In this timely and compelling volume, Kalu and Kieh, two of the most influential Africanists of our time, take on a question that has gnawed at generations of African scholars and policy makers: Why have so many well-intentioned peacebuilding/peace-rebuilding efforts in Africa failed to produce the desired outcome? Their answer, which is based on a sophisticated critique of extant IR theories and an in-depth analysis of seven case studies, implicates “the common tendency in both the scholarly literature and the corridors of policy-making that depicts all civil conflicts in Africa as having ethno-communal factors as their root causes.” To succeed, therefore, peacebuilders should seek some granularity and avoid formulaic prescriptions. That message is as urgent today as it is applicable to other issue-areas in African affairs.
This is a remarkable response to the urgent demand for a comprehensive, insightful, and readable anatomy of conflict and peacebuilding in Africa. The sobering case studies—from Burundi to Sudan—reflect and engage diversely complex continental struggles for peace in a context of simmering tensions and war-waging. Collectively, the authors offer richly layered theoretical, historical, juridical, political, and strategically functional analyses, nuanced arguments, and solid evidence. This is compulsory reading for those invested in grappling with the pressing degradations of war. Kalu and Kieh are to be commended for a vitally important contribution that disrupts our complacency and insistently guides us to exciting possibilities for building enduring peace in the African continent.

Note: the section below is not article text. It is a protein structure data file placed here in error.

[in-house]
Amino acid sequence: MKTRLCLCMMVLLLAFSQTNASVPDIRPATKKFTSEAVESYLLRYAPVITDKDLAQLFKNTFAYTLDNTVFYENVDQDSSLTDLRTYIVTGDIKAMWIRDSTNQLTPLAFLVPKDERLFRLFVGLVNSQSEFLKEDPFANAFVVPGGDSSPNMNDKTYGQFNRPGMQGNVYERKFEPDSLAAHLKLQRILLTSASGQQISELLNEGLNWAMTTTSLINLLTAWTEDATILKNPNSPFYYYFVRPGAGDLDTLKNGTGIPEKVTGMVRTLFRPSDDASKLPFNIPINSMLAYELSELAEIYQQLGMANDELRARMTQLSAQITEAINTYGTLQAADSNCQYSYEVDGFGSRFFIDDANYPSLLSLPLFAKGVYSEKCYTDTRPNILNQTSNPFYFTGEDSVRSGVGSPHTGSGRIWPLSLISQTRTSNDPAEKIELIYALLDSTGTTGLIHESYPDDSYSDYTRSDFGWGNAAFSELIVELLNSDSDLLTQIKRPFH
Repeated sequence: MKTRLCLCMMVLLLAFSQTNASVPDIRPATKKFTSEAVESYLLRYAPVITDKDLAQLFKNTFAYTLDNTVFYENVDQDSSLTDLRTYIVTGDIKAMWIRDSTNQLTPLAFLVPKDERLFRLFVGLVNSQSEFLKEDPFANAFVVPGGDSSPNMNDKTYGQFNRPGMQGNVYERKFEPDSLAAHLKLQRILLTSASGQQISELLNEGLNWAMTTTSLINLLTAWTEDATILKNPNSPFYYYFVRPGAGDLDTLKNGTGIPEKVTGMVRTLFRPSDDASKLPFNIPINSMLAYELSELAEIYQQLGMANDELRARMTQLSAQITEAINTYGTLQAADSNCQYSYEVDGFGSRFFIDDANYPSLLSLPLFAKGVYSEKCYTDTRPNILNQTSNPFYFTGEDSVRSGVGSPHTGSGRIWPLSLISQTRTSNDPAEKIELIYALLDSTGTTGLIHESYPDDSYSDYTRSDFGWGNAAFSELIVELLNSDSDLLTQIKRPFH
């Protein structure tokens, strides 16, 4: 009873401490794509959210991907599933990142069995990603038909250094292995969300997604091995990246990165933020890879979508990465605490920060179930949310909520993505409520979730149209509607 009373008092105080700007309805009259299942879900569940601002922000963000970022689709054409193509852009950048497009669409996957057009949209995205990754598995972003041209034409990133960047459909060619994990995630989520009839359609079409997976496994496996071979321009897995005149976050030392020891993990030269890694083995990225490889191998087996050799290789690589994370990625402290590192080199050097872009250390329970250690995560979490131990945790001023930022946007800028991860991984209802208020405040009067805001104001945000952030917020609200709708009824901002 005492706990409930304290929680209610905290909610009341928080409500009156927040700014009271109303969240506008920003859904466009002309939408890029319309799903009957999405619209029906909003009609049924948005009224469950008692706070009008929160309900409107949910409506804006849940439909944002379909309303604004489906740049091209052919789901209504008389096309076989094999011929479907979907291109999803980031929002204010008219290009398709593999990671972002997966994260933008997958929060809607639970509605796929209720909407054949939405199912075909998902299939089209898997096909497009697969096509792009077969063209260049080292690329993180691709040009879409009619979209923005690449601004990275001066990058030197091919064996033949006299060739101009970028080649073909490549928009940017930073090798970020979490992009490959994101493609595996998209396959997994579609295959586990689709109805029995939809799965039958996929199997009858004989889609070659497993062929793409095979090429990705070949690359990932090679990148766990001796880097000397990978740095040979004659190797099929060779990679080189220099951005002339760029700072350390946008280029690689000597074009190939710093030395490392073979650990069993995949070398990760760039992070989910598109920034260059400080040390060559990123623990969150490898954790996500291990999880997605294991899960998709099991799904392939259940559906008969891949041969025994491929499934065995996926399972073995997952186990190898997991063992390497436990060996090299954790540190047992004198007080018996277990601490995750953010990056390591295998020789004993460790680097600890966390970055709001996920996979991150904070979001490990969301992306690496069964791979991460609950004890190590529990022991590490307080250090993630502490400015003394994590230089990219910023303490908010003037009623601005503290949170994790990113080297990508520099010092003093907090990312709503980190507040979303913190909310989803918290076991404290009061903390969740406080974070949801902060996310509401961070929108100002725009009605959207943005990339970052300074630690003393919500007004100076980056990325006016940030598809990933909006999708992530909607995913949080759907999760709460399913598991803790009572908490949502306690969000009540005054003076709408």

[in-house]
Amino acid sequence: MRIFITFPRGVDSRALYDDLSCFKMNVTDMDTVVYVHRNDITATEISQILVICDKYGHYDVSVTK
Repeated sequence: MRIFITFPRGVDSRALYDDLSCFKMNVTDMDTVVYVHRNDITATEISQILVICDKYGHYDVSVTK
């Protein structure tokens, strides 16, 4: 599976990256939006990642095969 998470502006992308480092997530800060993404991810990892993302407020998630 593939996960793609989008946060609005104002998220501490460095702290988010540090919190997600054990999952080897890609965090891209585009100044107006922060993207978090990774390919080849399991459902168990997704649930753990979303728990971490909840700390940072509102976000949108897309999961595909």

As Africa seeks to “silence the gun” and promote sustainable peace, this volume is a welcome contribution to knowledge and policy making, as it engages the sources and dimensions of conflicts and the ways, opportunities, and challenges in promoting peacebuilding in Africa, with seven country case-studies. A brilliant volume from seasoned African scholars, the book should serve as a valuable resource for academics, policy makers, development practitioners, and other stakeholders working on Africa's peace project, which constitutes the foundation for the development and structural transformation of the Continent.
This cutting edge anthology brings together the research findings of some of the best practitioners working in the field of conflict and peacebuilding/peacemaking in war-torn Africa. From Burundi to the Democratic Republic of Congo (DRC) and Rwanda in the troubled Great Lakes sub-region; to Sudan and South Sudan, Africa’s new nation-state; to Liberia, Africa’s oldest republic on the West Coast; the contributors deal with the central issues that cohere around the different civil wars, the multi-trajectories for reconstructing war-torn societies, and the profound ramifications for sustainable peace, stability, democracy, and development on the African continent.